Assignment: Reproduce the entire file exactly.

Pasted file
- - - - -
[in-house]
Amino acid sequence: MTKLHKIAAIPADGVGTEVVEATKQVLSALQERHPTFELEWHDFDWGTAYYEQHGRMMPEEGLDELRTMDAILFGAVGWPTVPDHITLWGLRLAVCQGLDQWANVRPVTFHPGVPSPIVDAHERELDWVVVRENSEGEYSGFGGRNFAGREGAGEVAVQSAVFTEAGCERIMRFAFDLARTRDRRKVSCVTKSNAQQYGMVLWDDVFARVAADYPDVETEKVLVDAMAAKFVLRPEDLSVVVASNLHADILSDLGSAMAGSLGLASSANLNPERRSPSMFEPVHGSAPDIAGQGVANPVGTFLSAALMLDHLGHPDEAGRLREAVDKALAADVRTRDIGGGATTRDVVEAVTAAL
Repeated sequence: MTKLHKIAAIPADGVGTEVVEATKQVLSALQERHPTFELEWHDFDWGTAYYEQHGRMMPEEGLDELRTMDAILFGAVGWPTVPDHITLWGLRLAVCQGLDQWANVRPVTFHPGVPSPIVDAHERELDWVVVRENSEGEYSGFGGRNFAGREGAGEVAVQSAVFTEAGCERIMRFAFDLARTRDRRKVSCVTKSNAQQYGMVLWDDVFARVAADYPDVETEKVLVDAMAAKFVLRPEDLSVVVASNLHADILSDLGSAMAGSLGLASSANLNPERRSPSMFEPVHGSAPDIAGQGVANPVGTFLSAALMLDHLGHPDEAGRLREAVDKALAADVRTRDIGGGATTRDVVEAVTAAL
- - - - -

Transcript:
[in-house]
Amino acid sequence: MTKLHKIAAIPADGVGTEVVEATKQVLSALQERHPTFELEWHDFDWGTAYYEQHGRMMPEEGLDELRTMDAILFGAVGWPTVPDHITLWGLRLAVCQGLDQWANVRPVTFHPGVPSPIVDAHERELDWVVVRENSEGEYSGFGGRNFAGREGAGEVAVQSAVFTEAGCERIMRFAFDLARTRDRRKVSCVTKSNAQQYGMVLWDDVFARVAADYPDVETEKVLVDAMAAKFVLRPEDLSVVVASNLHADILSDLGSAMAGSLGLASSANLNPERRSPSMFEPVHGSAPDIAGQGVANPVGTFLSAALMLDHLGHPDEAGRLREAVDKALAADVRTRDIGGGATTRDVVEAVTAAL
Repeated sequence: MTKLHKIAAIPADGVGTEVVEATKQVLSALQERHPTFELEWHDFDWGTAYYEQHGRMMPEEGLDELRTMDAILFGAVGWPTVPDHITLWGLRLAVCQGLDQWANVRPVTFHPGVPSPIVDAHERELDWVVVRENSEGEYSGFGGRNFAGREGAGEVAVQSAVFTEAGCERIMRFAFDLARTRDRRKVSCVTKSNAQQYGMVLWDDVFARVAADYPDVETEKVLVDAMAAKFVLRPEDLSVVVASNLHADILSDLGSAMAGSLGLASSANLNPERRSPSMFEPVHGSAPDIAGQGVANPVGTFLSAALMLDHLGHPDEAGRLREAVDKALAADVRTRDIGGGATTRDVVEAVTAAL